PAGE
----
Since ancient civilization in Africa, women have ruled on the continent. From Queen Nefertiti of Egypt (1292 BC), Makeba, Queen of Sheba (960 BC) and Empress Candence of Ethiopia (323 BC). Later, we had Queen Amina of Zazzau (c. 1533 - 1633), Queen Anna Nzinga of Angola (c. 1583 – 1663) and Yaa Asentewa of Ashanti Kingdom of Ghana (c.1830-1921).

Despite the exploits of these great women in Africa, inequality, discrimination against women’s rights and other gender based prejudices still persist. Not only in Africa, but the world over.

Amina film raises an important question on why there are not many female leaders in the world today when history is full of women who have excelled as leaders. This is not just in the political arena but in business, the arts and sports.


Set in 15th Century Nigeria, a young Princess battles forces which have long relegated the female child to the background, to be seen and not heard; subjugated to remain under a man.

In an ancient world of brutal conflicts and suppressive timeless customs, she must resolutely carve out a part for her life in the face of scandalized tradition and antagonistic male dominance.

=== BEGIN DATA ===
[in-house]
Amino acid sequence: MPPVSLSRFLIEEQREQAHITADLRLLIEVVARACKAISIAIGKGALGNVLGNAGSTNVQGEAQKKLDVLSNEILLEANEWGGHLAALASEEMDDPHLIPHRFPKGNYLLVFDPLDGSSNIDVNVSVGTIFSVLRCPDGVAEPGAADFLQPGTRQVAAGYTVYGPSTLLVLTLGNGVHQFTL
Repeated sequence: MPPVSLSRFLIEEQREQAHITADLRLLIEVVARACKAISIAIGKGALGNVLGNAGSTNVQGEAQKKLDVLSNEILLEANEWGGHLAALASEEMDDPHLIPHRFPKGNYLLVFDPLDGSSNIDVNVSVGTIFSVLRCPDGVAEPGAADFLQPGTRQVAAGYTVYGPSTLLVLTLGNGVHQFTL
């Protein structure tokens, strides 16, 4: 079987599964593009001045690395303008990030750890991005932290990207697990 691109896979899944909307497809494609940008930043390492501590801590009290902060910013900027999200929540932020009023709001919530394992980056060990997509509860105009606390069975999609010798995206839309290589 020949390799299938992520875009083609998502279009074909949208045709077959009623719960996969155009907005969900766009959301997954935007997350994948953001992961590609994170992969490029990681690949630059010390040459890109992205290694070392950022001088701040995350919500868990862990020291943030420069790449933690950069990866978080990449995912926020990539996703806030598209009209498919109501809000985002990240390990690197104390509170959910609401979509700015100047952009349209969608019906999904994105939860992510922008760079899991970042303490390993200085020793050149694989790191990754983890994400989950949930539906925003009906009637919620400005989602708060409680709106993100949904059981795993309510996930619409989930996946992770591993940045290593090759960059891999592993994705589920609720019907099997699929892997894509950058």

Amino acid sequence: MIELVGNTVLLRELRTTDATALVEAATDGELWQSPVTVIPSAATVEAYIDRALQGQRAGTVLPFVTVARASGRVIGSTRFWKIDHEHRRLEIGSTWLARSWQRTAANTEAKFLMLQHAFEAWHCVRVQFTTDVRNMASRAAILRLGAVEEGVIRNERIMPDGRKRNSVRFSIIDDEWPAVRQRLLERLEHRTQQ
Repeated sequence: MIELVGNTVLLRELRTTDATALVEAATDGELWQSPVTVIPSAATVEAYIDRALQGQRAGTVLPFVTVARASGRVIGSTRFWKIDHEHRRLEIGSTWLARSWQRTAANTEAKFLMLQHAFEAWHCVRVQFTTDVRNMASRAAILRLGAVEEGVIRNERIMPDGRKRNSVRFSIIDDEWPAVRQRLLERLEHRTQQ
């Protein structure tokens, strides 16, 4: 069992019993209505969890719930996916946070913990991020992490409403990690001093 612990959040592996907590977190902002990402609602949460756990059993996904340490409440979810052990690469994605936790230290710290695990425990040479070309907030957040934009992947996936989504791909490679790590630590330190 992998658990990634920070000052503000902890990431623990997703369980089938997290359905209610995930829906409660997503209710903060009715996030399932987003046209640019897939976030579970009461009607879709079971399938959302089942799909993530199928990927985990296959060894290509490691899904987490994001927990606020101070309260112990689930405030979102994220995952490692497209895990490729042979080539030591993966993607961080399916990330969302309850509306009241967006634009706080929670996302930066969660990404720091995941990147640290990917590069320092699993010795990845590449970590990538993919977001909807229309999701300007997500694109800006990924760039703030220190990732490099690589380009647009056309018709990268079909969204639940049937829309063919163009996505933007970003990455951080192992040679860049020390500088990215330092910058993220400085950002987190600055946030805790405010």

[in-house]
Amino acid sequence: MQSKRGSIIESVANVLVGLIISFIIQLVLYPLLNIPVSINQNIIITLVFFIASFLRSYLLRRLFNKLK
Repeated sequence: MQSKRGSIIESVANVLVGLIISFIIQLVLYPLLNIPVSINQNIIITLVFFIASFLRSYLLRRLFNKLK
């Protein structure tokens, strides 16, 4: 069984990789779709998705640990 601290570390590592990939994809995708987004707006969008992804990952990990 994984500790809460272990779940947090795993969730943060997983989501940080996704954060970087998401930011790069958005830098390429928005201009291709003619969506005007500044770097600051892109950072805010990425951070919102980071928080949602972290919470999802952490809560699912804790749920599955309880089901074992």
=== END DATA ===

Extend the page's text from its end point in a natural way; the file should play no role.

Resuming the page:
Daughter of legendary warrior, expansionist, and empire builder, Barkwa Turunku, Amina has a divine destiny but she must follow the signs that have surrounded her from birth. She must be courageous, challenge the status quo and tread where no woman has ever dared. In an age where no sane woman would dare conceive such dreams; and only the most foolishly reckless move on to attempt actualization, Amina stood and defied traditions.

Amina must suppress natural filial emotions in order to accomplish the impossible, attain the unattainable and ultimately convince the skeptical empire of her ability to make true Zazzau’s long cherished dreams of dominance over all of the Sub-Sahara. She must play statesman and military strategist, patriot and queen, ruthless executioner and gentle mother to Zazzau…

A gripping tale of honour, blood and treachery!